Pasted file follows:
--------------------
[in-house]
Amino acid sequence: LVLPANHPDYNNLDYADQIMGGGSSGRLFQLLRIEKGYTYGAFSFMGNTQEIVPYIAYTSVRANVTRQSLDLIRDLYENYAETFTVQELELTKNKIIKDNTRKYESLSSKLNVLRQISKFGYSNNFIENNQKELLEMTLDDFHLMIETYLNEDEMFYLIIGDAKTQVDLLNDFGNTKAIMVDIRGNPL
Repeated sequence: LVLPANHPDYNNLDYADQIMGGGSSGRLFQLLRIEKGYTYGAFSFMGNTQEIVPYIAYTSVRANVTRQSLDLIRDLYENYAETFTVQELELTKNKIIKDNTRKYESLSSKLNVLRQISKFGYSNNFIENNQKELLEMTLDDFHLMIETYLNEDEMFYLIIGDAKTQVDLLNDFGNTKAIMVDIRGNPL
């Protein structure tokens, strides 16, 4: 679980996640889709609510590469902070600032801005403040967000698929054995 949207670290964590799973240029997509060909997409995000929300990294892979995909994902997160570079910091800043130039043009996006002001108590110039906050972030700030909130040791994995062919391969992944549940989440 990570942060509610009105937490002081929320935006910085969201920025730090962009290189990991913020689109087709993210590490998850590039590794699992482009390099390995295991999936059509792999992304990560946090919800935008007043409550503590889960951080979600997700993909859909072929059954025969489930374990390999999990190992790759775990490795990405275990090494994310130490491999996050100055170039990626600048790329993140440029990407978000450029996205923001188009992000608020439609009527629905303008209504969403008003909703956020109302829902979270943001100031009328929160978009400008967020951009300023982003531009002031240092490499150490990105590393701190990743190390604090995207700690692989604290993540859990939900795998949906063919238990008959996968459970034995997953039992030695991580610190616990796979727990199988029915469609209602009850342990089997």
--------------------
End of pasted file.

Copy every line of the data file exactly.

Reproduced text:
[in-house]
Amino acid sequence: LVLPANHPDYNNLDYADQIMGGGSSGRLFQLLRIEKGYTYGAFSFMGNTQEIVPYIAYTSVRANVTRQSLDLIRDLYENYAETFTVQELELTKNKIIKDNTRKYESLSSKLNVLRQISKFGYSNNFIENNQKELLEMTLDDFHLMIETYLNEDEMFYLIIGDAKTQVDLLNDFGNTKAIMVDIRGNPL
Repeated sequence: LVLPANHPDYNNLDYADQIMGGGSSGRLFQLLRIEKGYTYGAFSFMGNTQEIVPYIAYTSVRANVTRQSLDLIRDLYENYAETFTVQELELTKNKIIKDNTRKYESLSSKLNVLRQISKFGYSNNFIENNQKELLEMTLDDFHLMIETYLNEDEMFYLIIGDAKTQVDLLNDFGNTKAIMVDIRGNPL
């Protein structure tokens, strides 16, 4: 679980996640889709609510590469902070600032801005403040967000698929054995 949207670290964590799973240029997509060909997409995000929300990294892979995909994902997160570079910091800043130039043009996006002001108590110039906050972030700030909130040791994995062919391969992944549940989440 990570942060509610009105937490002081929320935006910085969201920025730090962009290189990991913020689109087709993210590490998850590039590794699992482009390099390995295991999936059509792999992304990560946090919800935008007043409550503590889960951080979600997700993909859909072929059954025969489930374990390999999990190992790759775990490795990405275990090494994310130490491999996050100055170039990626600048790329993140440029990407978000450029996205923001188009992000608020439609009527629905303008209504969403008003909703956020109302829902979270943001100031009328929160978009400008967020951009300023982003531009002031240092490499150490990105590393701190990743190390604090995207700690692989604290993540859990939900795998949906063919238990008959996968459970034995997953039992030695991580610190616990796979727990199988029915469609209602009850342990089997």